WHO NAMED THE BAND: Scenic Route to Alaska beautiful and mysterious

With their abundant talent, deep Alberta roots, strong work ethic and a career on the rise, Scenic Route to Alaska is the perfect subject for Who Named the Band – an ongoing series of essays in which much more than just the unusual or ridiculous band name is examined.

Scenic Route to Alaska plays the Starlite Room Saturday, April 7 for the launch of their new record Tough Luck.

What’s in the name? Why are there so many Edmonton bands named for landmarks and road signs?

Very few people not from Edmonton have a clue what “Scenic Route to Alaska” means. It’s a sign en route to Jasper, turn right just West of Hinton on Hwy. 40, which snakes through the foothills and folded mountains to Grande Cache, a depressed coal town, then up to Grand Prairie, and finally to Dawson Creek, B.C. – where the famous “Alaska Highway” proper begins. From there it’s very long drive to Alaska. There is a lot of scenery.

Very few people from Edmonton have actually driven the Scenic Route to Alaska – but a lot of us have longed to, including the namesake band’s lead singer and guitarist Trevor Mann.

He says, “When we were a lot younger, we always used to see this highway sign between Jasper and Hinton that said ‘Scenic Route to Alaska,’ pointing North, and I thought it was such a strange and beautiful thing. You see all these boring highway signs, but then there’s this sign: ‘If you want to go to Alaska, go that way.’ I felt it evoked a lot of imagery, it left a lot of questions, it was a mysterious thing. We used to joke how that would make a good band name.”

As most rock musicians know, naming a band is fraught with stress. It’s like branding a cow. The cow resists the brand, and screams, but once the painful moment is over, the cow is stuck with the brand for the rest of its life, and indeed barely gives it another thought. It’s just the name of the brand, man.

Interestingly, in several cases studied, naming a band often happens in a last-minute rush. Because there’s a gig and they need a name. Such is the case with Scenic Route to Alaska.

Mann and his wingmen, drummer Shea Connor, and bassist Murray Wood, have known each other since they were children. They grew up in Riverdale – Edmonton’s “hippiest” neighbourhood. Mann told a newspaper in Luxembourg (part of the band’s recent European tour) that his parents were “hippies” who played Beatles records all the time. Rubbed off on him, Mann says. The 27-year-old singer writes melodies similar to Crowded House – which he says he’s never heard – which in turn is similar to The Beatles. You can hear the connection.

When they were older, the boys played in a cover band called The Juice, specializing in oldies rock from the ‘50s and ‘60s, Elvis, and of course The Beatles. Their lead singer left to become an engineer while the band was still getting offers, Mann says, and one they accepted was in Swift Current, Saskatchewan in 2010. They would be opening for a band called The Dudes. The promoter thought he was getting The Juice, but in truth this now-trio didn’t have a name. During the not particularly scenic drive to Saskatchewan, they talked about the mysterious sign near Hinton – but only when they were backstage in Swift Current a few minutes before the show did they settle on the name Scenic Route to Alaska – in the process introducing a few new original songs Mann had written. One of them was called The Homestretch, which wound up on the band’s 2016 record Long Walk Home.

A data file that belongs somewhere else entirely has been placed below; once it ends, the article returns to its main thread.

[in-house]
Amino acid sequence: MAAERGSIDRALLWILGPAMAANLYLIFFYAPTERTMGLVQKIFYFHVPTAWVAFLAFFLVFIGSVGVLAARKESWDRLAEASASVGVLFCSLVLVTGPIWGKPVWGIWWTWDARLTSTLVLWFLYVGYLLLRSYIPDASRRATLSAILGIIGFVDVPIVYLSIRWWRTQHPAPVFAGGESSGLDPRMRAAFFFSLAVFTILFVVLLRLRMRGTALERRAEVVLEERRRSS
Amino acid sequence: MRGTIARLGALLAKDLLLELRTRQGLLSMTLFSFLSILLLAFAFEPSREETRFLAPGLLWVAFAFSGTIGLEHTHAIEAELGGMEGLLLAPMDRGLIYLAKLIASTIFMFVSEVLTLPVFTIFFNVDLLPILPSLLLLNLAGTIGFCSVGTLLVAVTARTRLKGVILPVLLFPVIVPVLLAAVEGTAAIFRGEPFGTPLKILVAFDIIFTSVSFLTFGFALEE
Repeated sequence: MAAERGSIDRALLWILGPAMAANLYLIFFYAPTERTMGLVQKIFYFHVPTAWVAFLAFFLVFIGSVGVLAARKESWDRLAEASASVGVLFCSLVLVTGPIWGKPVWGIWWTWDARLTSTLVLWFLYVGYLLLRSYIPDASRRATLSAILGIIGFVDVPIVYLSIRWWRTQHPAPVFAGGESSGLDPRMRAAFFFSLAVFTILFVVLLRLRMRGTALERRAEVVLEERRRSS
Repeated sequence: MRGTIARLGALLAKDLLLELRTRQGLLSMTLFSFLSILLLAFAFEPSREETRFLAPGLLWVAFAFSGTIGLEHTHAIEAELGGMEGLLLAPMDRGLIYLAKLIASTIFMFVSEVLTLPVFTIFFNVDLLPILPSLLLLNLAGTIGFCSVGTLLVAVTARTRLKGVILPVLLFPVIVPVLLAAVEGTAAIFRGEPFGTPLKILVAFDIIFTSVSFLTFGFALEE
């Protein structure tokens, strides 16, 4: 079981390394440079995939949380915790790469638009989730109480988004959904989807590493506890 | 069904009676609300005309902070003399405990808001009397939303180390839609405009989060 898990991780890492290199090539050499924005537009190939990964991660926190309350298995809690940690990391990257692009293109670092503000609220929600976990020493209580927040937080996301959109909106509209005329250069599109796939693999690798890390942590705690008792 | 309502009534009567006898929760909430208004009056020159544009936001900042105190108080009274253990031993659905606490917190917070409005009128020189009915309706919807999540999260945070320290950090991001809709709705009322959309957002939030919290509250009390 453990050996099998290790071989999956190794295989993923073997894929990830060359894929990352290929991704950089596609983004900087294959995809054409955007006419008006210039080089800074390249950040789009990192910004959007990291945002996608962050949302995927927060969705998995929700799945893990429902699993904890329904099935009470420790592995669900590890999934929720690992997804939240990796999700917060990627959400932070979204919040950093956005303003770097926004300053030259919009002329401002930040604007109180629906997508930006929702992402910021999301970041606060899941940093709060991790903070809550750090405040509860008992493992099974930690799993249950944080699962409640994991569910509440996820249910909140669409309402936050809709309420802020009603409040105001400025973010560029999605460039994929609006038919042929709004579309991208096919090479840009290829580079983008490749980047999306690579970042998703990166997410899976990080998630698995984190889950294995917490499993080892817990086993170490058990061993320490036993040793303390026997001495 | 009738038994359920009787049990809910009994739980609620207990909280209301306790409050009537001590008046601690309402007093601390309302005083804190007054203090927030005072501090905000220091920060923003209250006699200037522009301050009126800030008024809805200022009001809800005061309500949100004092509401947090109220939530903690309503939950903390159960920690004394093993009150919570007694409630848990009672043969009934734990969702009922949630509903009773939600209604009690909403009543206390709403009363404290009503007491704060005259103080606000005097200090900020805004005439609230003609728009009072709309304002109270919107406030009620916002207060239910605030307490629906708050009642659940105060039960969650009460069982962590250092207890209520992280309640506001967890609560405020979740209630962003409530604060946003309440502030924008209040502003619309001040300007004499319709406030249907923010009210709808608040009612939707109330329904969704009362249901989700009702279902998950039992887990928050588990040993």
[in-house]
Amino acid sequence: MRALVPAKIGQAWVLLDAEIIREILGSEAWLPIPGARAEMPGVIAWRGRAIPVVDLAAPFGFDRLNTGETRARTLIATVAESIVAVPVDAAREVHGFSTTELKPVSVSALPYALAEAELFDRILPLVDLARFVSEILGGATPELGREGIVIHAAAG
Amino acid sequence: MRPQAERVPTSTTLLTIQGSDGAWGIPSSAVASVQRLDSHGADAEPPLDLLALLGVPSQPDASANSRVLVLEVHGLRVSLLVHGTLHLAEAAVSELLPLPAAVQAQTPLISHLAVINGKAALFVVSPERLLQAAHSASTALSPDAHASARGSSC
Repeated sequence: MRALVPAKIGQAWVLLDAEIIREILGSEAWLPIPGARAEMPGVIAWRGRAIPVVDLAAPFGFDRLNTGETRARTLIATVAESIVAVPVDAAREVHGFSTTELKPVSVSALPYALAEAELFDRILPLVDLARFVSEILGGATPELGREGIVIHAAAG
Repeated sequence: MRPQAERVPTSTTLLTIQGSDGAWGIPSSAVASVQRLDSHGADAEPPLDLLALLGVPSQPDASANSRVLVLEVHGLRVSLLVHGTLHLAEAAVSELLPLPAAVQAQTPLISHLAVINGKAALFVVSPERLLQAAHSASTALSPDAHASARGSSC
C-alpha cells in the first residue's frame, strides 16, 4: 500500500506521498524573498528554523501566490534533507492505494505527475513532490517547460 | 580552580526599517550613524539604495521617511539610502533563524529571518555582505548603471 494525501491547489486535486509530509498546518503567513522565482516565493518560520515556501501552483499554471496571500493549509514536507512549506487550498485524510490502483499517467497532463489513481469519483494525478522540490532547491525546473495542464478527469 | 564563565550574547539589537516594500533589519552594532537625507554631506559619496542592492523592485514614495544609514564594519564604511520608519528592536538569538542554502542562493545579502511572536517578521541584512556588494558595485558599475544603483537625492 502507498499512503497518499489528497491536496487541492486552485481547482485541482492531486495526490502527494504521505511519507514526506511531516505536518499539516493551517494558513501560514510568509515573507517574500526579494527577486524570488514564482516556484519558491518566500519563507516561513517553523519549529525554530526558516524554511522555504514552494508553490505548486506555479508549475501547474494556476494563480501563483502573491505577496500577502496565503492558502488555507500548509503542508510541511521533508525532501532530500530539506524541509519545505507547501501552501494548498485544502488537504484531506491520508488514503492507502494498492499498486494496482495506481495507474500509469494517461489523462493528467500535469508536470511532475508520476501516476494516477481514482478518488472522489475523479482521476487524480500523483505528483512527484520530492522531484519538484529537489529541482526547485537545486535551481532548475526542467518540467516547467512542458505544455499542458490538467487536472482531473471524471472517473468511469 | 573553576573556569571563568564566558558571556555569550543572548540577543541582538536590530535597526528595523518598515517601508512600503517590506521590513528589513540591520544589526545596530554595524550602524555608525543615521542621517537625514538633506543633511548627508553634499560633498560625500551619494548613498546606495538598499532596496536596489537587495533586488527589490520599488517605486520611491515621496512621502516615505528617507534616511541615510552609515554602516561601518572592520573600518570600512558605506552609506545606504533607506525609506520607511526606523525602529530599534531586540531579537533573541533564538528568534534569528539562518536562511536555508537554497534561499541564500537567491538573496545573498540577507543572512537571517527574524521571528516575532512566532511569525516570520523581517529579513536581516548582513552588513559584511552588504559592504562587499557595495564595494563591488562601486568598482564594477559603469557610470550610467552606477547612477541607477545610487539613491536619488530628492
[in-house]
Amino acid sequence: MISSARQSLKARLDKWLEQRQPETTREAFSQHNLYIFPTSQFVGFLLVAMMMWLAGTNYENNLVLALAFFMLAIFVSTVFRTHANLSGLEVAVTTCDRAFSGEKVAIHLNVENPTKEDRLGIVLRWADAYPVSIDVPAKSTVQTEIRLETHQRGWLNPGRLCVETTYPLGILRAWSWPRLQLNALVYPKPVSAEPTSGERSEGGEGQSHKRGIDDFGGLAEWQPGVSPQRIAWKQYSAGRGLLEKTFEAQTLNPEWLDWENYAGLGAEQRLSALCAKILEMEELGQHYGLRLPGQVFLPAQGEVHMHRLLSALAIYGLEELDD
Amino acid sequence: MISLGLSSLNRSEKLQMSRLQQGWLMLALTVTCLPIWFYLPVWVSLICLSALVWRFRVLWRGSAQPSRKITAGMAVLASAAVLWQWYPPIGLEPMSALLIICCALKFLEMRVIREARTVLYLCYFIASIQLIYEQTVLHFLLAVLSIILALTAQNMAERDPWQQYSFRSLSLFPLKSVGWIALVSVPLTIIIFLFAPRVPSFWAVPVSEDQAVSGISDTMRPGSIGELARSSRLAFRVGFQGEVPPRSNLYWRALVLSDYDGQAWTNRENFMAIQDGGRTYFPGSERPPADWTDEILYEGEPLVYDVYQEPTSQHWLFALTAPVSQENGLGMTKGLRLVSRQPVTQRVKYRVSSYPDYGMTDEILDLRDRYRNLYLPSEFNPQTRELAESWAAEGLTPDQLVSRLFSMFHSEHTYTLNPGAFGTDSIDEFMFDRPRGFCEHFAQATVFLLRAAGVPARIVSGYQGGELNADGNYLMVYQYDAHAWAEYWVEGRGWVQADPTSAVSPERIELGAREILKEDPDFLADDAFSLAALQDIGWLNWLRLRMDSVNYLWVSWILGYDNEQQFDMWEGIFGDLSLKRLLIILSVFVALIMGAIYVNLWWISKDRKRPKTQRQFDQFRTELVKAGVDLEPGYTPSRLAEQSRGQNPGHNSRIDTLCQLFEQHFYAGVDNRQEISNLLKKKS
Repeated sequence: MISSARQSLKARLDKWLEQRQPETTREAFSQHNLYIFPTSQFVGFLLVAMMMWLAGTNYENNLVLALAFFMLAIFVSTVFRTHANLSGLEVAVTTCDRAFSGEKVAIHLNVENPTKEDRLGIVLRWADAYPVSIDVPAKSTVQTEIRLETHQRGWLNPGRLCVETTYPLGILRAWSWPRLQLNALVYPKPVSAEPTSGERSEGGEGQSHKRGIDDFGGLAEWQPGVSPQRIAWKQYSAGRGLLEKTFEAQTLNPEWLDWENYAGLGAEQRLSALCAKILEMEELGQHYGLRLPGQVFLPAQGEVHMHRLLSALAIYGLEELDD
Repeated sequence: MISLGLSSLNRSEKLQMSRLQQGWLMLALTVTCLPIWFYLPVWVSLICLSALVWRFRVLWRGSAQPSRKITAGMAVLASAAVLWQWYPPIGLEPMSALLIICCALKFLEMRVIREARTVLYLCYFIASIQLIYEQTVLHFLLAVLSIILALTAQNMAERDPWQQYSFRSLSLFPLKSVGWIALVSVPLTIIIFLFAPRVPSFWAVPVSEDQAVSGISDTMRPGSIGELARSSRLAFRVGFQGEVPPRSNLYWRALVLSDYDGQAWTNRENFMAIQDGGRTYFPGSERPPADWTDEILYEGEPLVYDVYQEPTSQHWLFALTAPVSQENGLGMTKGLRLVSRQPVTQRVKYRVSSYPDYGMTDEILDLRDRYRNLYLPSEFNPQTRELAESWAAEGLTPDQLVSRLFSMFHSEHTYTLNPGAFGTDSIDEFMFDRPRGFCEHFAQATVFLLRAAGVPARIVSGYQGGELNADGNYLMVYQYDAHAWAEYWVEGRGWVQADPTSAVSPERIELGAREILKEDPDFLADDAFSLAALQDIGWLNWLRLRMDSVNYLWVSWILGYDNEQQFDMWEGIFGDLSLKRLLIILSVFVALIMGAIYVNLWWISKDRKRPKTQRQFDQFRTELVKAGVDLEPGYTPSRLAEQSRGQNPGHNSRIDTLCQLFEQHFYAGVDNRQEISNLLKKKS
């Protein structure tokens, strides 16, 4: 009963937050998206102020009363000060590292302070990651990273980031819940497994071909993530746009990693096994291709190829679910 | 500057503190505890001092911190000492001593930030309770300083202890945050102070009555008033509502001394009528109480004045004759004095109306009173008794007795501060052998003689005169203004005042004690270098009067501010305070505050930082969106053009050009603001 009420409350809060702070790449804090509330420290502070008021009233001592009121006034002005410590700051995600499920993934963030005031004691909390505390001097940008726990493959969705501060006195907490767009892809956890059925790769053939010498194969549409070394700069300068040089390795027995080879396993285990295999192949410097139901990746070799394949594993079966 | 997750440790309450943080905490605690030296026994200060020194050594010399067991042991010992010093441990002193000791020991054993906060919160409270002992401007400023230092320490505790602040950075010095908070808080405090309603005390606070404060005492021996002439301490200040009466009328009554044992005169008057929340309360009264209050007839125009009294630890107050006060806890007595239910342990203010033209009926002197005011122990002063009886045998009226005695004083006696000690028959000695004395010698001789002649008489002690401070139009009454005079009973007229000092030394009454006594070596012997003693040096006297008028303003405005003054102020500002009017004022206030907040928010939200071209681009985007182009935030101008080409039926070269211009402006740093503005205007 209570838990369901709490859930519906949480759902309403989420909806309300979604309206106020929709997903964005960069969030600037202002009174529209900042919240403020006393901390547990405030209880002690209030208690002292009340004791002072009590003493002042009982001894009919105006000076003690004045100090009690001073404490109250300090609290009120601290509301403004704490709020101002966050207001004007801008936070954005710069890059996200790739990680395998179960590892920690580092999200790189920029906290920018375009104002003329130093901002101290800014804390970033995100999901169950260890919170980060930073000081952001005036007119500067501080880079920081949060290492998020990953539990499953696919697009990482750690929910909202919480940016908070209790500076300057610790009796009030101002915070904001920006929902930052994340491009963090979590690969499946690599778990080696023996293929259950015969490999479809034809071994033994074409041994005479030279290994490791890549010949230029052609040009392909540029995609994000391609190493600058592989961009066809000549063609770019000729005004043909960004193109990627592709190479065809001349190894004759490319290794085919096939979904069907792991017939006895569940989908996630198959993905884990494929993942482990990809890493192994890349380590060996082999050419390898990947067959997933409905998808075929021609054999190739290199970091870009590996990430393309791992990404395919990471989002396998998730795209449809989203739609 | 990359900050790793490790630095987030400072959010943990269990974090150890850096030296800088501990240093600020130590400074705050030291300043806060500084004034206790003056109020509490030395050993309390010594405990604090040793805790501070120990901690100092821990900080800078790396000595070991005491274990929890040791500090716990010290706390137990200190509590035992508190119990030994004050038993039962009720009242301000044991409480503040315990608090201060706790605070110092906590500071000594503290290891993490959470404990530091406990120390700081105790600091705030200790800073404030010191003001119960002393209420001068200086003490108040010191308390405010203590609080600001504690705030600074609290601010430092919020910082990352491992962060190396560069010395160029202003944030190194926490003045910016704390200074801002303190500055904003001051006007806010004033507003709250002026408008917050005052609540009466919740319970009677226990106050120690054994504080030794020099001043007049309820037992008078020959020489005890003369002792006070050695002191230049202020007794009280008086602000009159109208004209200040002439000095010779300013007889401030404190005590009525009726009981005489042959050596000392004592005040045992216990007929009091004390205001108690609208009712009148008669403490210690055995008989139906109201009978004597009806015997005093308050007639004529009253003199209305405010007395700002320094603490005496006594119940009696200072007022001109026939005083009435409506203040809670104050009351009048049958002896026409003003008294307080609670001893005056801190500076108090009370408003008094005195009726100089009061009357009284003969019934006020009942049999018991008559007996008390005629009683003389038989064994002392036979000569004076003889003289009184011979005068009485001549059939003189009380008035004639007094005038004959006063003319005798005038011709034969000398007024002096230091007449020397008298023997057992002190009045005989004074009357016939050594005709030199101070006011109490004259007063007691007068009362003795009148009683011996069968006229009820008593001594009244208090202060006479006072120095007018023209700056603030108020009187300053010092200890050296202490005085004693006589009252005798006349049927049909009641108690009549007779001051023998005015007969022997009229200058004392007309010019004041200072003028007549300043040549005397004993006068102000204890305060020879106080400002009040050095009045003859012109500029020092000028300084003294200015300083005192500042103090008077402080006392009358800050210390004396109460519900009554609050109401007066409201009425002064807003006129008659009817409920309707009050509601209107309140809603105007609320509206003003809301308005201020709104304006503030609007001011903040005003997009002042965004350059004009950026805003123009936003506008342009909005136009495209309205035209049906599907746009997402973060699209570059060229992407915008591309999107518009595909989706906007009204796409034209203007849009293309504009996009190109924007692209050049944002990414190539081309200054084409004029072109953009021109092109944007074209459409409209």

Mann anticipates the next question: How the name they’ve stuck with all this time has affected the creative process.

“The name inspired more imagery in my lyrics, I think,” he says. “Maybe it helped give me a boost of confidence to write about how beautiful the mountains are, or the beautiful oceans and lakes, the love songs and whatnot.” He says it’s the sort of name where you could go any direction, style-wise.

“I definitely feel like the name was a learning curve,” he says. “It’s an interesting band name. It’s not very harsh sounding, and people have different opinions about it. It’s a love-hate sort of thing.”

Tough Luck reveals a melodic maturity from the band’s previous work, more “radio friendliness” without trying too hard, nice grooves, more pop, less folk – along with a melancholy lyrical tone that suggest the songwriter has just gone through a break-up. Not true! Mann says, “It’s more of a reflection of three years of being single, and on the road most of the time,” though he says he’s just started a new relationship, “and here I am going on the road again.”

Edmonton is one stop on a cross-Canada tour, and they’re going to Europe again next month.

They’ve been asked this before: Will they ever actually drive the Scenic Route to Alaska?

“Oh, yeah! I’d love to try to get a bus-full of like-minded talented local musicians and a film crew and do an actual trip up the Scenic Route to Alaska,” Mann says. “I think it’d be fun, sort of a Boston to Austin thing.”

It’s not an official highway route. Google Maps spits up “Starlite Room” when you enter “Scenic Route to Alaska.” The sign should properly read, “Scenic Route to the Beginning of the Alaska Highway.” It’s six hours to Dawson Creek on Hwy. 40. Musicians on the road do it all the time. They usually take the shorter, less scenic Hwy. 43.

No word on whether the Scenic Route to Alaska sign has ever been stolen, due to the fame of the band. It may only be a matter of time.

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